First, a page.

Mary Merrell Bailey, Esq. CPA MBA MSTax MSAccounting, is an alum of the College and the managing partner with Your Caring Law Firm, a boutique law firm in Maitland offering probate, wills, trusts and guardianship services, as well as business succession, asset protection and estate planning. Merrell and her law partner, Hallie Zobel, offer clients throughout the Central Florida region compassionate, sound legal counsel on very private family matters. Visit http://www.YourCaringLawFirm.com or call (407) 622-1900.

5 Reasons YPs Should Come Back to Campus for their MBA

We have MBA programs everywhere, but only one is right off Alafaya. Why should Young Professionals (YPs) come to campus?

1. We Don’t Let Old People Inside Gemini Circle: Well we do, but generally I have to pay them. Our most seasoned MBAs are looking to improve their strategic thinking and get into the “C Suite”. They are downtown and so we hold class on Pine St. Our PMBAs are mid-career folks. They are everywhere and tend to have developed tight networks in their companies and communities. So, we go to them. YPs are still looking to build their networks and find their way. Unlike our EMBA and PMBA students, they can build their networks by going into the student union and striking up conversations with young people they don’t know (see below) without seeming creepy.

2. Campus Diversifies Your Network: I have written at least one hundred times about the importance of diversifying your professional network. It is the easiest way to learn new things and gain access to important resources. Nowhere other than perhaps the Las Vegas Strip can you find so many people of different interests and backgrounds looking to hit it big than on a university campus. Some of them even hold office hours where they sit and hope somebody shows up who wants to talk! If you can bring value to a discussion, there is no easier place to make new connections.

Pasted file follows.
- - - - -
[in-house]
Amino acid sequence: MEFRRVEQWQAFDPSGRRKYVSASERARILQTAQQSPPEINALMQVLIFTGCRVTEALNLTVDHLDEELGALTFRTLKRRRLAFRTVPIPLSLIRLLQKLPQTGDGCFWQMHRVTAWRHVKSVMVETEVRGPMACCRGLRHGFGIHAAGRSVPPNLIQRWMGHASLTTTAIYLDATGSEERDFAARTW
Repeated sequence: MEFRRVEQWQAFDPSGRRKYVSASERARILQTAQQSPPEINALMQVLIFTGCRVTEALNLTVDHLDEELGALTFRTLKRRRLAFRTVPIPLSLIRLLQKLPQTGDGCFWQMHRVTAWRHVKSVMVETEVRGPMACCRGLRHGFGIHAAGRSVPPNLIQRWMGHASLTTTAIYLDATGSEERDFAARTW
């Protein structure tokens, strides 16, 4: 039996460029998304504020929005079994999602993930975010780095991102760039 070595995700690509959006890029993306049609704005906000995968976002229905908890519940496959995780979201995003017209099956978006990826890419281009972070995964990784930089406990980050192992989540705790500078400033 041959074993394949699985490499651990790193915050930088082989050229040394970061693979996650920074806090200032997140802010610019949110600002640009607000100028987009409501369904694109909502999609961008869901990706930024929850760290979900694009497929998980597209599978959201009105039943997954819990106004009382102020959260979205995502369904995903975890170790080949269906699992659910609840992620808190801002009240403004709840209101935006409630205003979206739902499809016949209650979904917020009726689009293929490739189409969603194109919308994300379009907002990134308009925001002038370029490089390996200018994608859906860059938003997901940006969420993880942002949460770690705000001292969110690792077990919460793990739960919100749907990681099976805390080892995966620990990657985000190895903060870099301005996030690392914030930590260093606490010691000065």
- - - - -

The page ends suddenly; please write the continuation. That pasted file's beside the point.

3. No Food Deserts: Campus is designed to meet busy young people’s lifestyle needs. You can buy food, get cash from an ATM, exercise, hang out, mail a letter and be entertained all within walking distance of your classroom. The place was built with you in mind.

4. Campus has unique assets to help build a Unique You: Universities used to boast about the number of books in their library. Now it’s about things like the Blackstone Launchpad, Bloomberg Trading Floor, and our Professional Sales Program Role Play classrooms. These are resources that can help you become an entrepreneur, investor, or better communicator. It would be unusual to find just one of these assets off-campus. We have them within yards of each other. If you haven’t yet found your professional path or need to round out your skill set, campus lets you experiment with lots of different things simultaneously.

5. Value: Because our Evening Program is on campus and uses multi-purpose facilities it is more cost effective than our other programs. It does take a little longer to complete, but YPs tend to be longer on time (most of your career is ahead of you) and shorter on cash (just starting out) than more seasoned professionals making it an appealing option.

If you haven’t been to campus or left UCF a few years ago, come take a tour. It is an amazing place. If you are a YP with only a couple of years of work experience looking to diversify your network, build unique skills and find your way to greater success, there is no better place to be than just off Alafaya Trail.

Failure Friday: It’s About Them Stupid

Admitting to a little apprehension, I have dared to start a new feature on Friday the 13th. Ironically, if this idea fails it may turn out to be a good example of the kind of experiences that I am looking for students to share with others. “Failure Friday” is designed to provide inspiration and support to our Capstone students by sharing our failures as they ponder their own life experiences and hope to win this semester’s Failure Competition.

So over the next few Fridays I want to share the failure stories of some of our prominent alumni, faculty, staff and friends of the College. If you fall into one of these categories and want to participate, send me your story at pjarley@bus.ucf.edu. I will post a favorite each Friday through July 4th. If I get lots of entries, I may double up on posts each week. I also reserve the right to call people out and ask them to participate.